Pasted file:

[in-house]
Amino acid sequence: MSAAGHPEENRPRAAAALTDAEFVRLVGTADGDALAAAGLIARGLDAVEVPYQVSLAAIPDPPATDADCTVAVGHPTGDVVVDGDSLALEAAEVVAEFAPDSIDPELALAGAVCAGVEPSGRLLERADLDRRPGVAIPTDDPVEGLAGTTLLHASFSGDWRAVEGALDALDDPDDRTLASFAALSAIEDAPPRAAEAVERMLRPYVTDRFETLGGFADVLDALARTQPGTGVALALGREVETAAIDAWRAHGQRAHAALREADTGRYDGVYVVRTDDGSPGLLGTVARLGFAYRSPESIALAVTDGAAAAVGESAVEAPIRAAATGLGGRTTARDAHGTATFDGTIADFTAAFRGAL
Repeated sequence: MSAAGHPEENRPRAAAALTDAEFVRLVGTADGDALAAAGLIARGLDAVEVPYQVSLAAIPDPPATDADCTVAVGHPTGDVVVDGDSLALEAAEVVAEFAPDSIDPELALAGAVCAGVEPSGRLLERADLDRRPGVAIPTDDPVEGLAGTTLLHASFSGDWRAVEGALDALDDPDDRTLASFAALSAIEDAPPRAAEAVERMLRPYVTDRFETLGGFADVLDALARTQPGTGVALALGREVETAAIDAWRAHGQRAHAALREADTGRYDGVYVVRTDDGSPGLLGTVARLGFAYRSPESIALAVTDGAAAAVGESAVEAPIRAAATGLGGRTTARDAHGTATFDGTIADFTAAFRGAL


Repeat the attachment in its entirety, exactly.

[in-house]
Amino acid sequence: MSAAGHPEENRPRAAAALTDAEFVRLVGTADGDALAAAGLIARGLDAVEVPYQVSLAAIPDPPATDADCTVAVGHPTGDVVVDGDSLALEAAEVVAEFAPDSIDPELALAGAVCAGVEPSGRLLERADLDRRPGVAIPTDDPVEGLAGTTLLHASFSGDWRAVEGALDALDDPDDRTLASFAALSAIEDAPPRAAEAVERMLRPYVTDRFETLGGFADVLDALARTQPGTGVALALGREVETAAIDAWRAHGQRAHAALREADTGRYDGVYVVRTDDGSPGLLGTVARLGFAYRSPESIALAVTDGAAAAVGESAVEAPIRAAATGLGGRTTARDAHGTATFDGTIADFTAAFRGAL
Repeated sequence: MSAAGHPEENRPRAAAALTDAEFVRLVGTADGDALAAAGLIARGLDAVEVPYQVSLAAIPDPPATDADCTVAVGHPTGDVVVDGDSLALEAAEVVAEFAPDSIDPELALAGAVCAGVEPSGRLLERADLDRRPGVAIPTDDPVEGLAGTTLLHASFSGDWRAVEGALDALDDPDDRTLASFAALSAIEDAPPRAAEAVERMLRPYVTDRFETLGGFADVLDALARTQPGTGVALALGREVETAAIDAWRAHGQRAHAALREADTGRYDGVYVVRTDDGSPGLLGTVARLGFAYRSPESIALAVTDGAAAAVGESAVEAPIRAAATGLGGRTTARDAHGTATFDGTIADFTAAFRGAL